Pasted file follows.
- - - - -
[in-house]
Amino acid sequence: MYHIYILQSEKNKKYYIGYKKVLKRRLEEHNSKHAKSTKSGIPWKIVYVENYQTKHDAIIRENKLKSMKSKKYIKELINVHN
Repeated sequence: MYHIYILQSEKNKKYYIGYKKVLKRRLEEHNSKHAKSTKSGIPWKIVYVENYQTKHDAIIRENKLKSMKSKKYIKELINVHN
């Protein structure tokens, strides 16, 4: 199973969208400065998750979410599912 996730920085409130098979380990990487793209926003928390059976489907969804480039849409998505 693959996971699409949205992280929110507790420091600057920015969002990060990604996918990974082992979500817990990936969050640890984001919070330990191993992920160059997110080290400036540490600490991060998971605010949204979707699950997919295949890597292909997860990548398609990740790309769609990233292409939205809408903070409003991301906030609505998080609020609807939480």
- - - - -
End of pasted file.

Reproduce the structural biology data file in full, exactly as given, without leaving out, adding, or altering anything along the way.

[in-house]
Amino acid sequence: MYHIYILQSEKNKKYYIGYKKVLKRRLEEHNSKHAKSTKSGIPWKIVYVENYQTKHDAIIRENKLKSMKSKKYIKELINVHN
Repeated sequence: MYHIYILQSEKNKKYYIGYKKVLKRRLEEHNSKHAKSTKSGIPWKIVYVENYQTKHDAIIRENKLKSMKSKKYIKELINVHN
């Protein structure tokens, strides 16, 4: 199973969208400065998750979410599912 996730920085409130098979380990990487793209926003928390059976489907969804480039849409998505 693959996971699409949205992280929110507790420091600057920015969002990060990604996918990974082992979500817990990936969050640890984001919070330990191993992920160059997110080290400036540490600490991060998971605010949204979707699950997919295949890597292909997860990548398609990740790309769609990233292409939205809408903070409003991301906030609505998080609020609807939480």